Open tibia plateau fracture with intra-osseous dislocation of the patella and quadriceps tendon rupture: a case report.
ABSTRACT: BACKGROUND:Both tibial plateau fractures and extensor apparatus injuries are serious injuries to the knee joint that generally do not occur in the same patient. We report a rare case of open tibial plateau fracture combined with quadriceps tendon rupture and complete displacement of the patella into the tibial plateau fracture. CASE PRESENTATION:The case involved a male who was 19?years old who had been in a motorcycle accident. The patient was admitted to our department with an open tibial plateau fracture 3?h post-injury. X-ray showed a tibial plateau fracture and complete displacement of the patella into the tibial plateau. CT showed an avulsion fracture in the patella and tibial intercondylar eminence. Concomitant quadriceps tendon injury and both anterior and posterior cruciate ligament tibial insertion avulsion fractures were considered. The operative findings of emergency surgery confirmed our preoperative diagnosis. Single-stage quadriceps tendon repair and ORIF for the tibial plateau fracture were performed. Satisfactory restoration of function was acquired at the last follow up. CONCLUSION:The most difficult aspect of this case was the determination of the cause of the intra-osseous dislocation of the patella into the tibial plateau. The most likely mechanism of the injury may be that the patient experienced transient posterior dislocation of the knee during the injury. Rupture of the quadriceps tendon should be considered with posterior dislocation of the knee, and the patella was pushed into the tibial plateau fracture by force after the rupture of the quadriceps tendon.
Project description:Detailed anatomic dissections of the deep medial knee retinaculum have shown a consistent prominent anatomic structure extending from the distal deep quadriceps tendon to the adductor tubercle region, forming a distinct medial quadriceps tendon-femoral ligament (MQTFL). Reconstruction of this anatomic structure has yielded consistent medial stabilization of the patellofemoral joint without drilling into the patella over more than 3 years in patients with recurrent patella instability and dislocation. Results are similar to those of MPFL reconstruction but with reduced risk of patella fracture, a known and serious complication of MPFL reconstruction. The reconstruction graft is secured at the anatomic femoral origin of the MQTFL and brought under the vastus medialis such that it may be woven and attached to the deep distal medial quadriceps tendon to provide a secure, reliable reproduction of the MQTFL and excellent stabilization of the patellofemoral joint without risk of patella fracture.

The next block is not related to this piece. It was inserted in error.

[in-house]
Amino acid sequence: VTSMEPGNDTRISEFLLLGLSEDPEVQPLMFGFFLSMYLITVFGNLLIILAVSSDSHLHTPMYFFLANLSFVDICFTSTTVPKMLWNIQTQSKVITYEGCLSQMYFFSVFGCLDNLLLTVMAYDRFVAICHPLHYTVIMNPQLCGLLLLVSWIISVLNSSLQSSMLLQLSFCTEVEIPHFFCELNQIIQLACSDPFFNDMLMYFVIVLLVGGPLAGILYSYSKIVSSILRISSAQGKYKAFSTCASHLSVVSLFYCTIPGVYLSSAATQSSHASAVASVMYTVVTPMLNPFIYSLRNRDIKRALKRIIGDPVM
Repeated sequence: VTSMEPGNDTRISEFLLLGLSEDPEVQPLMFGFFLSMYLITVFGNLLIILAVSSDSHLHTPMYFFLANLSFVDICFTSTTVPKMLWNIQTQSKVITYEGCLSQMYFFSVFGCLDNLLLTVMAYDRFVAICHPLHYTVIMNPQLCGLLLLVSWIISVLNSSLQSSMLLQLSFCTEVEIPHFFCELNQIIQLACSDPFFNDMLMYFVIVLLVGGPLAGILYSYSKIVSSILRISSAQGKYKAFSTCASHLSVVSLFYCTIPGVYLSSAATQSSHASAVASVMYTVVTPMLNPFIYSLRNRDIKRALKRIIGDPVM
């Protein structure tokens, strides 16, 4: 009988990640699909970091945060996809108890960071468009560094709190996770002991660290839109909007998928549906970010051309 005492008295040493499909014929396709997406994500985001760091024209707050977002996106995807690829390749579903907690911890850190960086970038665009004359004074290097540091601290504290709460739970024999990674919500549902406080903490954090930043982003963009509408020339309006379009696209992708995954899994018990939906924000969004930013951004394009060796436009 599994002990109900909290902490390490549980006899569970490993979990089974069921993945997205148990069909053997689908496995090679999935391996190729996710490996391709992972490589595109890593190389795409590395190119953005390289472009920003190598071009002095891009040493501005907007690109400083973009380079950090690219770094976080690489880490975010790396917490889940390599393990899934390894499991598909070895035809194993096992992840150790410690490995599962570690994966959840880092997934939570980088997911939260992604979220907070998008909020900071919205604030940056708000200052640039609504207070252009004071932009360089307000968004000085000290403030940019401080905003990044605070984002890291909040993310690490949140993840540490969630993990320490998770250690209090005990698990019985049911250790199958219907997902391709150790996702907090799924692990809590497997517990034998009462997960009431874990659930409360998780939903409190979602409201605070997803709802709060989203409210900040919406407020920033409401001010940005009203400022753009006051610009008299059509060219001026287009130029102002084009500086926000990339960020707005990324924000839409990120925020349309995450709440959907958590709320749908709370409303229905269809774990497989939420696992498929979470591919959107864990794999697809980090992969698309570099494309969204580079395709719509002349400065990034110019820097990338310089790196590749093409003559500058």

Project description:Neglected rupture of the patellar tendon is a rare, can be easily missed in a group of patients. We present a 24 year old, male patient who sustained right femoral diaphyseal and tibial plateau fractures and a patellar tendon rupture following a motor vehicle accident. The fractures were treated by open reduction internal fixation but the patellar tendon rupture was missed and the diagnosis was delayed by 7 months. Patella was migrated proximally. It was moved distally to the original location and neglected patellar tendon rupture treated successfully with modified Ecker technique. Neither preoperative traction nor additional intraoperative procedures were performed to relocate the patella to its anatomic position in the extended knee and good functional result was achieved with intensive rehabilitation.
Project description:Normal development of the patella typically involves fusion of secondary ossification centers into a single bone during adolescence, with failure of fusion resulting in bipartite and tripartite patellae. In such variants, injury to incomplete ossification center fusion, though uncommon, has been reported to occur in the setting of traumatic quadriceps tendon rupture. The authors present a rare and complex case of traumatic bipartite fragment separation, patellar avulsion, and a complex partial quadriceps tendon tear confirmed surgically in a 36-year-old male. In this case, a tear in the lateral aspect of the quadriceps tendon attached to the nonfused patellar ossification center resulted in retraction of the band containing the bipartite fragment and separation of the patellar fragments, with superior displacement of the smaller bony avulsion likely due to complex attachments from the medial aspect of the quadriceps tendon. Knowledge of the classical locations of a bipartite and tripartite patella can aid in the differentiation of the anatomic variant versus patellar avulsion. Additionally, knowledge of the variable and complex nature of the quadriceps tendon aids in understanding the process of patellar avulsions and various tears, leading to the appropriate orthopedic management.